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House price growth to slow to 1% then recover

House-price growth will trough at around 1 per cent year on year in the second quarter of 2018 according to a new ANZ Research model, before bouncing back to around 2 per cent for the year as a whole – still down from the 4.2 per cent growth seen in 2017. 

The slowdown is unlikely to persist, as the model forecasts growth will accelerate to 4 per cent in 2019. Significantly, we do not foresee a nationwide decline in dwelling prices in the next two years, although individual cities may see annual falls.

“The model forecasts growth will accelerate to 4 per cent in 2019.”

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The model provides an additional tool for determining ANZ’s views about the housing market. The forecasts it produces are consistent with the views we published in previous research notes.

The main risk to this forecast is from interest rate movements. If wage growth disappoints again, it is unlikely the Reserve Bank of Australia will have enough confidence in the economy to hike rates.

In this case, we would expect dwelling prices to rise by more than the model predicts, because of the reduced interest rate drag.

Slowdown

The second half of 2017 saw an easing in housing price growth in Australia, compared with the first half of the year in which Sydney and Melbourne had pushed national growth rates into double digits.

Tighter macroprudential regulations were the primary cause of the slowdown, further dampened by soft wage growth.

There are a couple of leading indicators which provide information about likely changes in house prices in the short term: auction clearance rates and the credit impulse. The auction clearance rate has stabilised in recent months, suggesting the worst of the recent slowdown in price growth may be over.

While these indicators provide leading information about house prices, they are only useful over a matter of months. To accurately forecast housing prices over a longer-term, we needed a different approach.

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We developed a model which predicts house prices over the long term using population growth while forecasting short-term price movements using other factors, including economic variables.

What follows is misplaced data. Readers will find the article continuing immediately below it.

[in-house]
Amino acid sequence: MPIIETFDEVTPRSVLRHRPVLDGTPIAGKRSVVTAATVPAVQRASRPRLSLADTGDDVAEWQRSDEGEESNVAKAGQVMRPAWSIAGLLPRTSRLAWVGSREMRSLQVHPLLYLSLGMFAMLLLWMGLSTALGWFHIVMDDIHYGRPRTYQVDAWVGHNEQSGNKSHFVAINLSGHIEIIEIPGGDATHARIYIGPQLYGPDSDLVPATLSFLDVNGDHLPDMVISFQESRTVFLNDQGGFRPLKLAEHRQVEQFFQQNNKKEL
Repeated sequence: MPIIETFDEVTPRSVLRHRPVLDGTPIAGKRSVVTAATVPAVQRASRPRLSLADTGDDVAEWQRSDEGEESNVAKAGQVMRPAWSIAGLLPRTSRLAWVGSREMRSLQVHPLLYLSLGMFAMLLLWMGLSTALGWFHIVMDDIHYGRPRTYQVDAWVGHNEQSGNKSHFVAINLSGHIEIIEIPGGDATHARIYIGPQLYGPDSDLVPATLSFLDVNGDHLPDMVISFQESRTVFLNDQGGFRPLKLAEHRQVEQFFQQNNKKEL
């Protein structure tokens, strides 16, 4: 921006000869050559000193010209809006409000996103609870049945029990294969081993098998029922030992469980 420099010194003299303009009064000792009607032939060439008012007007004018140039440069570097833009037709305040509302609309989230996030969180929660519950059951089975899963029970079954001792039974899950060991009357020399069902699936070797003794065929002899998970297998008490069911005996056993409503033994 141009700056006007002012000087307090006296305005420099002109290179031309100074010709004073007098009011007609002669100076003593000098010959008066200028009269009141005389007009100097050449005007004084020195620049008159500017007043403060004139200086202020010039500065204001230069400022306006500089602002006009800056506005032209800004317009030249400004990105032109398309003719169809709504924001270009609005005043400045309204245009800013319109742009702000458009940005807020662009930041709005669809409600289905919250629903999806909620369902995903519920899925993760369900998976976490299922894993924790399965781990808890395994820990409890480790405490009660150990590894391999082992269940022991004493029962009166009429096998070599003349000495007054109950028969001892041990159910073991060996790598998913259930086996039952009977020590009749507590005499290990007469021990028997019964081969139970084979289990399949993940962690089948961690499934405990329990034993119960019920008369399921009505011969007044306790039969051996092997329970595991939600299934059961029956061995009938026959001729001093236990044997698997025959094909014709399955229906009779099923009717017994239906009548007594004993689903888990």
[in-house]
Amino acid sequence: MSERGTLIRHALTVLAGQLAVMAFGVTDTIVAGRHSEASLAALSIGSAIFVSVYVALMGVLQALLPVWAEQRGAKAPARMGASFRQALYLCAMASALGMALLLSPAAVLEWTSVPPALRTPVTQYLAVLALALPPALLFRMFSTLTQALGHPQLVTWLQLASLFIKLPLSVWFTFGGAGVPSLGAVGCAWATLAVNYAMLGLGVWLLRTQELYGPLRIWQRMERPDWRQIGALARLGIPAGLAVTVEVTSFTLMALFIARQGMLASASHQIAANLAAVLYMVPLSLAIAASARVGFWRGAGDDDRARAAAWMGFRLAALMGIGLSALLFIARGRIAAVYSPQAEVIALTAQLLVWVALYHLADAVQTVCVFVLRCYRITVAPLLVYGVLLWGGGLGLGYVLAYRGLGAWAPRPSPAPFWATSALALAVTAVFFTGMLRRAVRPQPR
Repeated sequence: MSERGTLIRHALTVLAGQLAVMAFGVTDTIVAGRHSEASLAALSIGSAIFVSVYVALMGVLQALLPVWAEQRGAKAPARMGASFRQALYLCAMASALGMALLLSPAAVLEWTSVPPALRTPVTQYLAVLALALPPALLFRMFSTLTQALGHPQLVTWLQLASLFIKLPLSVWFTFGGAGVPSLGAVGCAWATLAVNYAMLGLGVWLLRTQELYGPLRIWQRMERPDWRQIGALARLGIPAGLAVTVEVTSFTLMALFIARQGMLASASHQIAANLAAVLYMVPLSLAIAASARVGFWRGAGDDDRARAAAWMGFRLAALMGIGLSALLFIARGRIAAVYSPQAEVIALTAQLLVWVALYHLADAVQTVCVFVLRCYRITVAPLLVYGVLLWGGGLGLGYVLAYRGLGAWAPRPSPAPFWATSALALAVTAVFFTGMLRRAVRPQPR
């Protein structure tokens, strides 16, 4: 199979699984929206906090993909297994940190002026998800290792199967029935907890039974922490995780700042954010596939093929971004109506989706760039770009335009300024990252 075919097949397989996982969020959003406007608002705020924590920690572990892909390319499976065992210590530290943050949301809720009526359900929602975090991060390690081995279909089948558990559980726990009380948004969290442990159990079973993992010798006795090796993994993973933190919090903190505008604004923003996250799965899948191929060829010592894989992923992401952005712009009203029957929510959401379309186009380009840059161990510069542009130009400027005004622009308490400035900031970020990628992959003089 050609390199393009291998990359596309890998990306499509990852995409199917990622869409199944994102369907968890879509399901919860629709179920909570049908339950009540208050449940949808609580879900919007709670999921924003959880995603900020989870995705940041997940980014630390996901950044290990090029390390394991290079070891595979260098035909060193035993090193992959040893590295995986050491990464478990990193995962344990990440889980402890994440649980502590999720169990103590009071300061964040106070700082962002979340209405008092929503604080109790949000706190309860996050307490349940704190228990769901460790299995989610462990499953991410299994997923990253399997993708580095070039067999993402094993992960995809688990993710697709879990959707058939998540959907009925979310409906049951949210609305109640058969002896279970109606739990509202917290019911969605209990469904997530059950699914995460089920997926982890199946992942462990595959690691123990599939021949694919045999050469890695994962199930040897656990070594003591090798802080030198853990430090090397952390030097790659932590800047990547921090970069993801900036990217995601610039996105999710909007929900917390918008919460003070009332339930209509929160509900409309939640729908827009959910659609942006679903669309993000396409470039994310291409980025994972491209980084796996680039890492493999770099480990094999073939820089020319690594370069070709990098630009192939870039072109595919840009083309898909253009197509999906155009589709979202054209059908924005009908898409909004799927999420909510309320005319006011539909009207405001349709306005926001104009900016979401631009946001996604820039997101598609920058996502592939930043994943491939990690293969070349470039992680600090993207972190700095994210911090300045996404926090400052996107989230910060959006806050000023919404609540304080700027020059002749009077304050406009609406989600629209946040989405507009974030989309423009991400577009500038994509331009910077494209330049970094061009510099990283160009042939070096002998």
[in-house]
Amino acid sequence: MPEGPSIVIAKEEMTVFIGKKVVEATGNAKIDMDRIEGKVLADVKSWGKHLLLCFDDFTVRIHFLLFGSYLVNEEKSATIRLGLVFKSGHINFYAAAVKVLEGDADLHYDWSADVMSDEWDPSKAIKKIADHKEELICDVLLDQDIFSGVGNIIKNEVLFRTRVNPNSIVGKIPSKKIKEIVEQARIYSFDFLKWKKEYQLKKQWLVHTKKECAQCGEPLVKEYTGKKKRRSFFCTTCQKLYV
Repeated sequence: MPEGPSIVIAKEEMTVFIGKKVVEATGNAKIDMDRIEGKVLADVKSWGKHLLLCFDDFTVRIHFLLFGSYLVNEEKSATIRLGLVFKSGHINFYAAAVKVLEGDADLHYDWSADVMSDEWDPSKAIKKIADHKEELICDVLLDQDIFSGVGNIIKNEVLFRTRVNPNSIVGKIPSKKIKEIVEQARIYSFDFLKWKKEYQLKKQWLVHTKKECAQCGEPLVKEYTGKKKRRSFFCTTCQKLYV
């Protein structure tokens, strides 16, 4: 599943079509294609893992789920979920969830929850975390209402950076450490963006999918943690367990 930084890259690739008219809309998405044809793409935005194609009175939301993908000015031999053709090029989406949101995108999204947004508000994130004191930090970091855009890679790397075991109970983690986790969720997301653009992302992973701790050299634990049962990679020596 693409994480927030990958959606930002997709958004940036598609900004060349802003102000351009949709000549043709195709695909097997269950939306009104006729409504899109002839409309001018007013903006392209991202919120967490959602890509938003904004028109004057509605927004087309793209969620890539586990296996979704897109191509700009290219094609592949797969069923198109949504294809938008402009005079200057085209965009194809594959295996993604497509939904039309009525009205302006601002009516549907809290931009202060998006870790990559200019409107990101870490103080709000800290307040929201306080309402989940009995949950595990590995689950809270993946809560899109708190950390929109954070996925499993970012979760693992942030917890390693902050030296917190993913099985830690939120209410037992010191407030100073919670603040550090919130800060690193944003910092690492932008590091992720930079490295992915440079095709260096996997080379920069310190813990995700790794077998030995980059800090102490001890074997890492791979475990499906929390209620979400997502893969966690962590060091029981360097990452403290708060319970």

The advantage of this approach is it is simple and captures the main dynamics of housing price movements and makes the link between prices and economic conditions explicit.  The economic inputs we used in the model were: dwelling investment; mortgage interest rates, and gross total incomes.

We tested the model’s accuracy by producing two-year forecasts on a rolling basis from 1995 to 2017 and comparing them to actual prices.

Using our forecasts for the relevant input variables over the next two years, the model predicts housing price growth will continue to slow in the near term, bottoming out at 0.8 per cent in the second quarter and gradually picking up thereafter. 

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We found changes in the lending rate to be the largest drag on prices in 2018, particularly in the second half of the year. Underlying this is our expectation the RBA will hike its policy rate twice in 2018, pushing up mortgage rates.

The impetus for these rate hikes is our expectation GDP growth will accelerate to around 3 per cent and the unemployment rate will edge lower, which will prompt the RBA to take the real cash rate out of negative territory.

Jack Chambers is an economist and David Plank is Head of Australian Economics at ANZ

The views and opinions expressed in this communication are those of the author and may not necessarily state or reflect those of ANZ.

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